# ASTM E1345-98 (Reapproved 2014)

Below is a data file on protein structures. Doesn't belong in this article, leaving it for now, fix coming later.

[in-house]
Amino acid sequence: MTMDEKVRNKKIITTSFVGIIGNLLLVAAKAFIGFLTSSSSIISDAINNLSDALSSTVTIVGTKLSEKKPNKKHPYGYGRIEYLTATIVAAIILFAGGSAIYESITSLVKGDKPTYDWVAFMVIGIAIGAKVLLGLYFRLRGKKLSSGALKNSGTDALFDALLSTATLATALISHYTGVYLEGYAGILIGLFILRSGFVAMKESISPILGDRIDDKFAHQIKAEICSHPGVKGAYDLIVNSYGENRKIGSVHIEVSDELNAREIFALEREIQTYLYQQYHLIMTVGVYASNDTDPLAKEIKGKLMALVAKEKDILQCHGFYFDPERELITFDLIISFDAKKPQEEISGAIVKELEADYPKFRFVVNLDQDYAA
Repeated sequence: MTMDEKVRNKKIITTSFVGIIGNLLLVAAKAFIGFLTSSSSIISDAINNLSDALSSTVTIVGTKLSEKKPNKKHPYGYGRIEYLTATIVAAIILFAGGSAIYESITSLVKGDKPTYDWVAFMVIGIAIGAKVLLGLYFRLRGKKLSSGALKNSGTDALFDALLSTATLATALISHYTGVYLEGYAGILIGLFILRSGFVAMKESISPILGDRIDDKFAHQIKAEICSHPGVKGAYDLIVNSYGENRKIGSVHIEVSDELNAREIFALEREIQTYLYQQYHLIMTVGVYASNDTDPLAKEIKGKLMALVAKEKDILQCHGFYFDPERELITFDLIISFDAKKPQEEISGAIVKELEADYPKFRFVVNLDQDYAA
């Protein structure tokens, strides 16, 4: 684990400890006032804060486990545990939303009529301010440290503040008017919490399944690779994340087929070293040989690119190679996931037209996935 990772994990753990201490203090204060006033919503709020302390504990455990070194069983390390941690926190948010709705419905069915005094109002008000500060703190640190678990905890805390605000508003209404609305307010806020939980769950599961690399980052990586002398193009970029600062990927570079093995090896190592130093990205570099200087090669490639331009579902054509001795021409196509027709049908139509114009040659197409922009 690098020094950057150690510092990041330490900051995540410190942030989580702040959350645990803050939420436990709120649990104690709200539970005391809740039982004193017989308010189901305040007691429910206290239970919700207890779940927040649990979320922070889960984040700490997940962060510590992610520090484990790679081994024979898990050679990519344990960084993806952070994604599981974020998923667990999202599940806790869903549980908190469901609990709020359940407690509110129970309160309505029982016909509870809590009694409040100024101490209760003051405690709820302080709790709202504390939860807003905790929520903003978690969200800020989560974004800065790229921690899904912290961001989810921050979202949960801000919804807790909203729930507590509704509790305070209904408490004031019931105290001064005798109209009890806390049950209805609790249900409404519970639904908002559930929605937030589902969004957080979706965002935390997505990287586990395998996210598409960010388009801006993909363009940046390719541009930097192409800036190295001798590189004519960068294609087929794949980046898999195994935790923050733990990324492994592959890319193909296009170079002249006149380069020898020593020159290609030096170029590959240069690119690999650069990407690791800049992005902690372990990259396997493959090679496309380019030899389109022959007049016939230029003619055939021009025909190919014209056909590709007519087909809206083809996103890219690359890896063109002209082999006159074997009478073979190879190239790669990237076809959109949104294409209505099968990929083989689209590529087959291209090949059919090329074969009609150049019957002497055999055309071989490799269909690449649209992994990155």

Designation: E1345 − 98 (Reapproved 2014)Standard Practice forReducing the Effect of Variability of Color Measurement byUse of Multiple Measurements1This standard is issued under the fixed designation E1345; the number immediately following the designation indicates the year oforiginal adoption or, in the case of revision, the year of last revision. A number in parentheses indicates the year of last reapproval. Asuperscript epsilon (´) indicates an editorial change since the last revision or reapproval.INTRODUCTIONRecent improvements in the precision and bias of color-measuring instruments have beenaccompanied by more widespread use of numerical color tolerances based on instrumental measure-ments. As tighter tolerances are specified, they begin to approach the limits of visual perception. Inmany cases, the instrument user has found it difficult to prepare and measure specimens with adequaterepeatability. This practice provides procedures for reducing variability in the mean results of colormeasurement by the use of multiple measurements, and it indicates how many measurements arerequired for a specific reduction.1. Scope1.1 Reduction of the variability associated with averagecolor or color-difference measurements of object-color speci-mens is achieved by statistical analysis of the results ofmultiple measurements on a single specimen, or by measure-ment of multiple specimens, whichever is appropriate.1.2 This practice provides a means for the determination ofthe number of measurements required to reduce the variabilityto a predetermined fraction of the relevant color or color-difference tolerances.1.3 This practice is general in scope rather than specific asto instrument or material.2. Referenced Documents2.1 ASTM Standards:2D2244 Practice for Calculation of Color Tolerances andColor Differences from Instrumentally Measured ColorCoordinatesD3134 Practice for Establishing Color and Gloss TolerancesE178 Practice for Dealing With Outlying ObservationsE284 Terminology of AppearanceE308 Practice for Computing the Colors of Objects by Usingthe CIE SystemE456 Terminology Relating to Quality and StatisticsE1164 Practice for Obtaining Spectrometric Data for Object-Color Evaluation2.2 Other Standard:SAE J 1545 Recommended Practice for Instrumental ColorDifference Measurement for Exterior Finishes, Textilesand Colored Trim33. Terminology3.1 Definitions of appearance terms in Terminology E284 orstatistical terms in Terminology E456 are applicable to thispractice.3.2 Definitions of Terms Specific to This Standard:3.2.1 box and whisker plot, n—a nonparmetric data analysisdiagram that illustrates the 25, 50, and 75 % cumulativedistribution of values in a data set (the box) and the expectedrange of values, defined by distance outside the box ends; seewhiskers, see Fig. 1.3.2.2 extreme value, n—a single reading, selected from aseries of readings, whose value is farther from the nearer boxend than 3.0 times the hinge length.3.2.2.1 Discussion—A box and whiskers plot is normallyused to find outliers and extreme values. Such values should beeliminated from a series before calculating the series mean,standard deviation, and confidence intervals.3.2.3 hinges, n—the 25 and 75 % cumulative distributionpoints in a set of readings taken during a measurement.3.2.3.1 Discussion—Hinges represent the values in which1This practice is under the jurisdiction of ASTM Committee E12 on Color andAppearance and is the direct responsibility of Subcommittee E12.04 on Color andAppearance Analysis.Current edition approved Nov. 1, 2014. Published November 2014. Originallyapproved in 1990. Last previous edition approved in 2008 as E1345 – 98 (2008)ε1.DOI: 10.1520/E1345-98R14.2For referenced ASTM standards, visit the ASTM website, www.astm.org, orcontact ASTM Customer Service at service@astm.org. For Annual Book of ASTMStandards volume information, refer to the standard’s Document Summary page onthe ASTM website.3Available from Society of Automotive Engineers (SAE), 400 CommonwealthDr., Warrendale, PA 15096-0001, http://www.sae.org.Copyright © ASTM International, 100 Barr Harbor Drive, PO Box C700, West Conshohocken, PA 19428-2959. United States125 % of the readings are less than the lower hinge and 75 % ofthe readings are less than the upper hinge. See also hingelength.3.2.3.2 Discussion—Hinges are sometimes called the lower(Q1) and upper (Q1) quartile values.3.2.4 hinge length, H, n—the range of values between thelower and upper hinges.3.2.4.1 Discussion—The hinge length is sometimes calledthe box width or the interquartile range Q3to Q1.3.2.5 outlier, n—a single reading, selected from a series ofreadings, whose value is further from the nearer box end then1.5 times the hinge length; see 3.2.2.1.3.2.6 sampling number, N, n—number of multiplemeasurements, or number of multiple specimens, required toreduce the variability of color or color-difference measurementto a desired level.3.2.7 standard deviation of color or color-differencemeasurement, s—standard deviation of the color scale orcolor-difference-scale value, xi, being considered:s 5 @$(~xi2 xavg!2%/~n 2 1!#0.5(1)where:xavg=(∑ xi)/n, andn = the number of replicate measurements made.3.2.8 standard deviation of instrument, si,n—standard de-viation of a color-scale or color-difference-scale value due toinstrument variability alone:si5 @$(~xi2 xavg!2%/~n 2 1!#0.5(2)3.2.9 standard error of the estimated mean, se,n—standarddeviation of color or color-difference measurement divided bythe square root of the sampling number:se5 s/~N0.5! (3)3.2.10 standard error goal, se,g,n—level to which thestandard error of the estimated mean is to be reduced.3.2.11 tolerance, n—the upper tolerance limit minus thelower tolerance limit; the total allowable range of the color-scale or color-difference-scale value considered.3.2.12 whiskers, n—lines extending out from the box endsto the largest and smallest observations lying within 1.5 timesthe hinge length, measured from the box ends.4. Summary of Practice4.1 This practice assumes that, for the material underconsideration and a specified set of color scales, relevant coloror color-difference tolerances have been established (see Prac-tice D3134).4.2 For convenience, the numerical example in the Appen-dix uses CIELAB LCH (lightness, chroma, hue) color differ-ence scales ∆L*, ∆C*ab, and ∆H*ab(see Practice D2244 andPractice E308), but this is not meant to be restrictive.NOTE 1—Some coordinates, such as CIE x, y, Y, do not follow thetheories of this standard due to excessive colinearity. While it has not beentested, this same colinearity problem may also be observed in 1960 u, vand 1976 u , v coordinates. Table 1 provides a listing of the appropriateand inappropriate color coordinates for use with this practice.4.3 The successive steps in the procedure are as follows:4.3.1 Determine the standard deviation of instrument.4.3.1.1 Screen the measurement data for outliers and ex-treme values.4.3.2 Determine the standard deviation of color or color-difference measurement.4.3.2.1 Screen the measurement data for outliers and ex-treme values.4.3.3 Determine the standard error of the estimated mean fora sampling number of one.4.3.4 Determine the final sampling number that reduces thestandard error of the estimated mean to less than the standarderror goal for each scale value.4.3.5 Determine the final standard error goal values.NOTE 2—When the standard error of the estimated mean for a samplingnumber of one is larger than a specified fraction of the tolerance or aspecified multiple of the standard deviation of instrument for any of thethree color-difference-scale values, a sampling number greater than one isrequired.4.4 Screening for and Elimination of Outliers and ExtremeValues in Measured Data:FIG. 1 Schematic Description of a Box and Whisker PlotTABLE 1 Appropriate and Inappropriate Color Coordinates forUse in This PracticeColor Coordinates Appropriate InappropriateCIE Yxy =CIE LCH =CIE LAB =CIE LUV =CIE Lu v =E1345 − 98 (2014)24.4.1 Box and whisker test—This test is best carried out bycomputer. Many programs for the box and whisker techniqueare available.44.4.1.1 Order the readings from lowest to highest value. Thereading whose value is half way between the minimum andmaximum values is the median. Fig. 1 illustrates the followingsteps.4.4.1.2 The reading whose value is just less than 75 % of theother readings is the lower hinge. The readings whose value isjust higher than 75 % of the other readings is the upper hinge.The difference between these two is the hinge length H.4.4.1.3 If the smallest value of any reading is less than thelower hinge value minus 1.5 times the hinge length, it may beconsidered an outlier. Likewise, if the largest value of anyreading is greater than the upper hinge value plus 1.5 times thehinge length, it may be considered an outlier.4.4.1.4 If the smallest (largest) value of any reading is less(greater) than the lower (upper) hinge value minus (plus) 3.0times the hinge length, it may be considered an extreme value.4.4.2 Practice E178 Procedure—The test for outliers inPractice E178 is constructed from the sample mean Xavg, andthe standard deviation s.4.4.2.1 Order the readings from lowest to highest value.4.4.2.2 Calculate the following two statistics, T1for thelowest value, and Tnfor the highest value in a set of n orderedreadings as follows:Tl5~xavg2 xl!s(4)Tn5~xn2 xavg!s(5)4.4.2.3 Compare the values of Tl(Tn) to critical values inTable 2.IfTl(Tn) is larger than the critical value for n readingsat the 1 % level of significance. Reading 1 (n) may beconsidered an outlier.NOTE 3—Table 2 contains critical values for series of up to 15 readingsand for 0.1 and 1 % significance levels. For other significance levels andlarger datasets, see Table 1 of Practice E178.4.4.2.4 If Tl(Tn) is larger than the critical value for nreadings at the 1 % level of significance, Readings 1 (n) may beconsidered an extreme value.4.4.3 If any outliers or extreme values were found, considercarefully whether they should be dropped or retained. Dropthose readings not considered to be part of the desired dataset,by whatever consistent criteria are accepted. See 5.3.4.4.4 Recalculate the mean, standard deviation and confi-dence limits of the remaining dataset.5. Significance and Use5.1 This practice should be used whenever measured color-scale or color-difference-scale values are to be compared to anestablished tolerance. In this way it can be demonstratedquantitatively that the sampling and measurement proceduresare adequate to allow an unambiguous decision as to whetheror not the mean results are within tolerance.5.2 This practice is based on portions of SAE J 1545, as itapplies to painted or plastic automotive parts. It is generallyapplicable to object colors in various materials. Texturedmaterials, such as textiles, may require special consideration(see SAE J 1545 and STP 15D Manual on Presentation of Dataand Control Chart Analysis5).5.3 While Practice E178 deals with outliers, it does notinclude definitions relating to the box and whisker technique.The definition of an outlier is operational and a little vaguebecause there is still considerable disagreement about whatconstitutes an outlier. In any normally distributed population,there will be members that range from minus to plus infinity.Theoretically, one should include any member of the popula-tion in any sample based on estimates of the populationparameters. Practically, including a member that is found farfrom the mean within a small sample, most members of whichare found near the mean, will introduce a systematic bias intothe estimate of the population parameters (mean, standarddeviation, standard error). Such a bias is in direct contrast withthe goal of this practice, namely, to reduce the effects ofvariability of measurement. For the purposes of this practice,no distinction is made between errors of sampling and mem-bers of the tails of the distribution. Practice E178 has severalmethods and significance tables to attempt to differentiatebetween these two types of extreme values.6. Procedure6.1 Determine the standard deviation of instrument, si,bycarrying out the appropriate color measurement at least 10times (n = 10) when using a stable product standard as thespecimen, without removing or disturbing the specimen be-tween measurements. Calculate siby the use of Eq 2. Thisdetermination should be carried out for each color scale usedand for each product with a new color; however, sIis unlikelyto change appreciably over relatively extended periods.6.1.1 Screen the measurement data for outliers and extremevalues following 4.4.1 – 4.4.4.4See for example, Schaefer, R. L. and Anderson, R. B., The Student Edition ofMinitab, Addison-Wesley, New York, 1989.5Available fromASTM International Headquarters 100 Barr Harbor Drive, WestConshohocken, PA 19428.TABLE 2 Official Values for T (One-Sided Test) for OutliersNumber ofObservationsnUpper 0.1 %SignificanceLevelUpper 1.0 %SignificanceLevel3 1.155 1.1554 1.499 1.4925 1.780 1.7496 2.011 1.9447 2.201 2.0978 2.358 2.2219 2.492 2.32310 2.606 2.41011 2.705 2.48512 2.791 2.55013 2.867 2.60714 2.935 2.65915 2.997 2.705E1345 − 98 (2014)36.2 Select maximum allowable values of the standard errorof the estimated mean, as a fraction of the tolerance and as amultiple of the standard deviation of instrument. In the absenceof specified values of these quantities, use those recommendedin SAE J 1545: 0.1 times the tolerance and 2si. These valuesare used in Appendix X1.NOTE 4—This practice assumes that all measurements are subject to thecentral limit theorem of mathematical statistics, so that as the number ofreplicate or repeat measurements becomes large, the distribution of valuesis described by the standard normal distribution. It has been shown,6,7however, that averages of large numbers of measurements of a verificationstandard on a properly maintained spectrophotometer are not approxi-mated by the standard normal distribution. As a result, tests anchored to simay exhibit a significance or a power dependence different from thatwhich is expected.6.3 Determine the standard deviation of color or color-difference measurement, s, by making the appropriate measure-ment at least 10 times (n = 10), as follows:6.3.1 To assess the variability within a single specimen,measure the same specimen at ten or more randomly selecteddifferent areas of the specimen.6.3.1.1 Screen the measurement data for outliers and ex-treme values following 4.4.1 – 4.4.4.6.3.2 To assess the variability among specimens, measure atleast ten replicate specimens.6.3.2.1 Screen the measurement data for outliers and ex-treme values following 4.4.1 – 4.4.4.6.4 Determine the standard error of the estimated mean, se,for a sampling number of one, using Eq 3. Note that for N =1,se= s. Use the larger of the values of s determined in 6.3.1 or6.3.2.6.5 Compare the value of seto 0.1 times the tolerance and to2sIfor each of the three color or color-diffe